Liberal France vents anger at Le Pen
Monday 31 March 1997
She stared for a moment along the deserted avenue at the massed ranks of the CRS riot police. "Quelle bande de salauds [what a bunch of bastards]", she said. She glanced the other way at the group of 500 French and German anarchists who had just been repulsed by the CRS, smashing windows as they fled. "Quel espece de voyous, [what a bunch of hooligans]," she muttered. Then she recalled, with a wail, that her son, David, had been taking part in the large, anti-National Front demonstration in Strasbourg that afternoon. "If he's been hurt, I'll throw a bomb at that bastard Le Pen myself," she announced, and stumped off home through the broken glass.
A plague on almost all your houses was an apt summary of much of what happened in Strasbourg at the weekend. More than 50,000 people - many more than the organisers expected - took part in a loose, shambling but mostly good-humoured demonstration against the presence in the city of the tenth national congress of the far-right French National Front (FN). But, as the demonstration was due to end, a crowd of young men and women, carrying anarchist flags and banners, broke away from the approved route and attacked the riot police ringing the Palais des Congres where the FN was meeting.
The main demonstration had been a success. It was partly a promenade for the tribes of the French left, marching separately like floats in a carnival: the Socialists, the Communists, the ecologists and the feminists.But there was also an impressive turnout of ordinary French people, young and old, who wanted to state their revulsion of Jean-Marie Le Pen.
The violence was limited. It continued with the gratuitous smashing of shop windows in the city centre, another tear-gas charge and 40 arrests.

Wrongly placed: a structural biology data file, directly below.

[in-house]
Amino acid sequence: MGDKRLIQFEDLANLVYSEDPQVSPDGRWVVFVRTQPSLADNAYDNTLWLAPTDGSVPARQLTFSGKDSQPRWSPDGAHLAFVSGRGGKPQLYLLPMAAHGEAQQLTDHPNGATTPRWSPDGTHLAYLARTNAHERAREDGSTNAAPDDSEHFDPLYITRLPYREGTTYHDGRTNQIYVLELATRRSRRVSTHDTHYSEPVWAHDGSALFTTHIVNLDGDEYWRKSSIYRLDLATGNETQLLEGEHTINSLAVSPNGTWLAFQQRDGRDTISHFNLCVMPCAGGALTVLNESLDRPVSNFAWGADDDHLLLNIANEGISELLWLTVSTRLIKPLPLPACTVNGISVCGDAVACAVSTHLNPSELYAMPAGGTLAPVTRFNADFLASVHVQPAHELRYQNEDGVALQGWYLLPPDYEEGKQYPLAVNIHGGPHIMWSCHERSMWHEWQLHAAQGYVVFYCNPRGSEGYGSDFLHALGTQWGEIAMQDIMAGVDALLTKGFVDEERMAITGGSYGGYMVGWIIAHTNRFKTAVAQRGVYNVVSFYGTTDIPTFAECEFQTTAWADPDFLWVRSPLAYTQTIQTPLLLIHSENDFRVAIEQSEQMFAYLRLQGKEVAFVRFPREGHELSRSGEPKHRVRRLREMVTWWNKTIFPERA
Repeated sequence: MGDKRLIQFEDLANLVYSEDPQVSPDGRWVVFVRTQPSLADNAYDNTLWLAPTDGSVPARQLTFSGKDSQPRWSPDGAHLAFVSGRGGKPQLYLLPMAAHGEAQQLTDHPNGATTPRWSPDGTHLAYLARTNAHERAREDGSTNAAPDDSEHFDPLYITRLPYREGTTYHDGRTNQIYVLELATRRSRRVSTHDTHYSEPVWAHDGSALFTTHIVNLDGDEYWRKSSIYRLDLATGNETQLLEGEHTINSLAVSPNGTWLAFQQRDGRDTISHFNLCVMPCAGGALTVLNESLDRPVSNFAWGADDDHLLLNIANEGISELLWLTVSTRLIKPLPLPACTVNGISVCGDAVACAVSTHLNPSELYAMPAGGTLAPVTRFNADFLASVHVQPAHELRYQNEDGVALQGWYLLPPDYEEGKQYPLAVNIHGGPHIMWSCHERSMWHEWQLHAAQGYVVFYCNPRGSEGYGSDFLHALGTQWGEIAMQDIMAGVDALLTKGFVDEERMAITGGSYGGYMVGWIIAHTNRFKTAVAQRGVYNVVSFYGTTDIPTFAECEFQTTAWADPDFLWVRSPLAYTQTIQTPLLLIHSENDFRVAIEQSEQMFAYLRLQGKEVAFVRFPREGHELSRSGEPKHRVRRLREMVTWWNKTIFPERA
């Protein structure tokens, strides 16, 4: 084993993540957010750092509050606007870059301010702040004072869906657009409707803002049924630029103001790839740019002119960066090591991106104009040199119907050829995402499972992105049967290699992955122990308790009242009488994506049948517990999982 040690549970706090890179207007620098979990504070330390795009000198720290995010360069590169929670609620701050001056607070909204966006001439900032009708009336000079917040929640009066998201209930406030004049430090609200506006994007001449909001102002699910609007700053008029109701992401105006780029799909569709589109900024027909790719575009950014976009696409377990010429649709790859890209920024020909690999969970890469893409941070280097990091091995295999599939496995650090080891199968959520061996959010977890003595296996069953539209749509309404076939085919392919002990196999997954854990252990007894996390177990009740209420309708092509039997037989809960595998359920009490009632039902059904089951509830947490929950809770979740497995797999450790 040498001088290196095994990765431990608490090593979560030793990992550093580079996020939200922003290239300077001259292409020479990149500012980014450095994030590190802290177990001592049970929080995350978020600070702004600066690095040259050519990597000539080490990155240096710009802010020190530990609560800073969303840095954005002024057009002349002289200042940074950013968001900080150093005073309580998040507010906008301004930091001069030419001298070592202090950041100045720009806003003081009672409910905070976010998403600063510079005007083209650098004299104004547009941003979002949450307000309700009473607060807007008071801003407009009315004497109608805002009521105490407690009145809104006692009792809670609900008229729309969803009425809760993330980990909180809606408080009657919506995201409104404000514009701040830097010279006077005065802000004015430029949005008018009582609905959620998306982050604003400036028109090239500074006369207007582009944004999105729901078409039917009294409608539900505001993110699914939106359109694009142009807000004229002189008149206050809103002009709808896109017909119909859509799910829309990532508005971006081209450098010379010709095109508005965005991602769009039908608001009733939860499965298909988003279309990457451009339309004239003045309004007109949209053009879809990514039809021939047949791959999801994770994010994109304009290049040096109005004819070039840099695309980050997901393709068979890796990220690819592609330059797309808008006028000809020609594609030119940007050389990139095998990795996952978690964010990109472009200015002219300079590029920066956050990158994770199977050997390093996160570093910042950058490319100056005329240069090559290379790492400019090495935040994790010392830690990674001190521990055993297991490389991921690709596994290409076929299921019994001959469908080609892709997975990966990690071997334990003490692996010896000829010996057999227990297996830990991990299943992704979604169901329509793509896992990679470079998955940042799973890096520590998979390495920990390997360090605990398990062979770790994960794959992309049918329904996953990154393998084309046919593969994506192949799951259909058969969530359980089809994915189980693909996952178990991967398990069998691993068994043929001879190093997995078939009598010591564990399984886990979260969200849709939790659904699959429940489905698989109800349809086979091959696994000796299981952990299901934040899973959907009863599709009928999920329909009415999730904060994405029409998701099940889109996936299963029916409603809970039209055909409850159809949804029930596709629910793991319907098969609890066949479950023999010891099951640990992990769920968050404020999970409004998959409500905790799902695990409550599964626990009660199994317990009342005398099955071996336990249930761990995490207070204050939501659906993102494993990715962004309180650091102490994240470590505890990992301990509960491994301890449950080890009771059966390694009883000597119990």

But this was enough to allow Mr Le Pen to claim that the real threat to democracy in France was not the FN, but the forces of "professional anti-racism" which refused to allow a "democratic party" to meet in peace.
A democratic party? By their friends you shall know them. Part of yesterday's conference was given over to fraternal greetings from some of the nastiest fringe groups in Europe, including a Mussolini-supporting outfit from Italy, and one of the most extremist Serb militias.
From Britain came a fulsome message of praise from Gregory Lauder-Frost, of the Western Goals Foundation - described fictitiously to the FN-delegates as a Conservative Party group. Mr Le Pen announced that he was working towards uniting all these rightist groups - Belgian, Romanian, Hungarian, Czech, Slovak - into a Europe-wide organisation called Euronat. He acknowledged that many of them hated each other, and had ill-tempered claims on each others' territory but, he said, "that does not stop them from being our friends".
A democratic party? Mr Le Pen was re-elected president yesterday afternoon by loud acclaim. There were no other candidates. What could be more democratic than that? The personal rivalries and tensions below the surface unity of the party were poorly disguised, however. Bruno Megret (the de facto Number Two of the FN, and architect of the pivotal mayoral victory last month in Vitrolles, near Marseilles, topped the poll for the 104 members of the central committee. But throughout yesterday's session he was damned with faint praise and suffered one minor snub after another.
Mr Le Pen made his usual litany of complaints about the snubs, lies, insults, plots and provocations which the FN suffers as the hands of the French political establishment and media.
In a conscious and vulgar provocation of his own, Mr Le Pen went on to compare this alleged victimisation of his party to the persecution of the Jews by the Nazis.
For a man who claims not to be anti-semitic, Mr Le Pen finds it necessary to refer to Jews rather often. He complained at one point that President Francois Mitterrand had attended an anti-Front demonstration "surrounded by Israeli flags".
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